Figure 2.

GLAS – SEVIRI cloud-top height difference against GLAS cloud (a) top height for opaque clouds and (b) single level thin clouds, with pixels arranged according to GLAS CTH in 6 bins and against GLAS (c) optical depth with pixels arranged according to GLAS optical depth in 6 bins (stars for single clouds and + for multilayer clouds).

5. Conclusions

[14] We used the first polar-orbiting lidar cloud retrievals from GLAS in order to assess the accuracy of two passive instruments (MODIS and SEVIRI) for their cloud detection lower limits and cloud-top height retrievals. We found that when the optical depth was greater than 0.3 both algorithms could detect more than two thirds of the thin clouds and the cloud-top heights obtained with MODIS and SEVIRI were found within 1 km, on average, of GLAS cloud-top heights, albeit with a systematic underestimate in agreement with Mace et al. [2005]. However, we also found that if the clouds were not single layer with other clouds present below the highest layer, then the bias was larger, suggesting that high altitude thin clouds have less chance of being detected if lower clouds are present. For optical depths less than 0.05, misdetections became prevalent for the dataset available here. Opaque clouds, i.e., an optical depth greater than 2, were found to have a tendency for both MODIS and SEVIRI cloud-top heights to be overestimated when clouds were below 5 km and underestimated when clouds were above 5 km. Clouds below up to 5 km were mainly retrieved with the 11 μm brightness temperature technique which tends to overestimate cloud-top heights of optically thick clouds and in this case, the bias was of the order of 300–400 m.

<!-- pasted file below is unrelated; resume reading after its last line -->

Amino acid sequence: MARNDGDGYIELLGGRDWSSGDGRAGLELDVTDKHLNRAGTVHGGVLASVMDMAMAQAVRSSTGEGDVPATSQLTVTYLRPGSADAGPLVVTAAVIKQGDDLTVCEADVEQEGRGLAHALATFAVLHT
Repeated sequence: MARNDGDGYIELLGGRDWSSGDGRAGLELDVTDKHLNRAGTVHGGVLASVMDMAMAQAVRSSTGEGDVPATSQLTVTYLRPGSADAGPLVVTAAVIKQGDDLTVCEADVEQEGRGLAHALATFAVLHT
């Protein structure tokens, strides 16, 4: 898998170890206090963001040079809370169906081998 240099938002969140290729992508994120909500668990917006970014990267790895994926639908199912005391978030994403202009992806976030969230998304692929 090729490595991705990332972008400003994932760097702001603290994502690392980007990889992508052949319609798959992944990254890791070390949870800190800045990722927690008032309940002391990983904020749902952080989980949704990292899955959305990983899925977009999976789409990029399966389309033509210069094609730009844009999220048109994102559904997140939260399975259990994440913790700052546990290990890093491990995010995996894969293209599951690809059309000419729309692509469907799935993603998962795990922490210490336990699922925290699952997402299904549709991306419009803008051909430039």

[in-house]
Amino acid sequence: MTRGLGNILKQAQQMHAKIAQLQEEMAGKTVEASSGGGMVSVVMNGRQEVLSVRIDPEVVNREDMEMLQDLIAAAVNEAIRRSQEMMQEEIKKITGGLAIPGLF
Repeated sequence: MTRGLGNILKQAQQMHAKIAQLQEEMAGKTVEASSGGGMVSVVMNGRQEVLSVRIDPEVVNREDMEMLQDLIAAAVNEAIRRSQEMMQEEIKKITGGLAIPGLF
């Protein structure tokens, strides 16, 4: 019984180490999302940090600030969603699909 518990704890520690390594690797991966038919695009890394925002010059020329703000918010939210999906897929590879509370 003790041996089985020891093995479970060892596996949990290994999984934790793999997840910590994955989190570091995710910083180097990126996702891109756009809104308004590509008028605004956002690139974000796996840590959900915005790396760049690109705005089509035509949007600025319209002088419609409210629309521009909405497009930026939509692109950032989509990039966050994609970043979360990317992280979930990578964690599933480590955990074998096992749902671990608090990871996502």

[15] Passive instruments were found to be reliable as far as detection is concerned, with some limitations over Polar Regions. Errors in cloud-top heights can affect cloud typing such as the one used for cloud classification in the ISCCP dataset [Rossow and Schiffer, 1991]. It should be noted that the occurrence and coverage of thin and tenuous cirrus clouds may be significantly underestimated in present cloud climatologies. This appears to be a particular problem when lower and opaque clouds are present. It will be necessary to have a longer lidar dataset in order to estimate the impact of this missing information on the evaluation of cloud forcing or feedback in a changing climate.


[16] This project was funded by NERC under grant NER/B/S/2003/00800. The authors thank NSIDC for the supply of the GLAS datasets, (SAFNWC) Meteo-France in Lannion for supply of the MSG products, the GSFC-DAAC for the supply of MOD06 cloud products, the BADC for the supply of ECMWF ERA40 data and the Global Hydrology Resource Center for use of their spatial coincidence tool (http://ghrc.msfc.nasa.gov/). The authors also thank the two anonymous reviewers for helpful comments.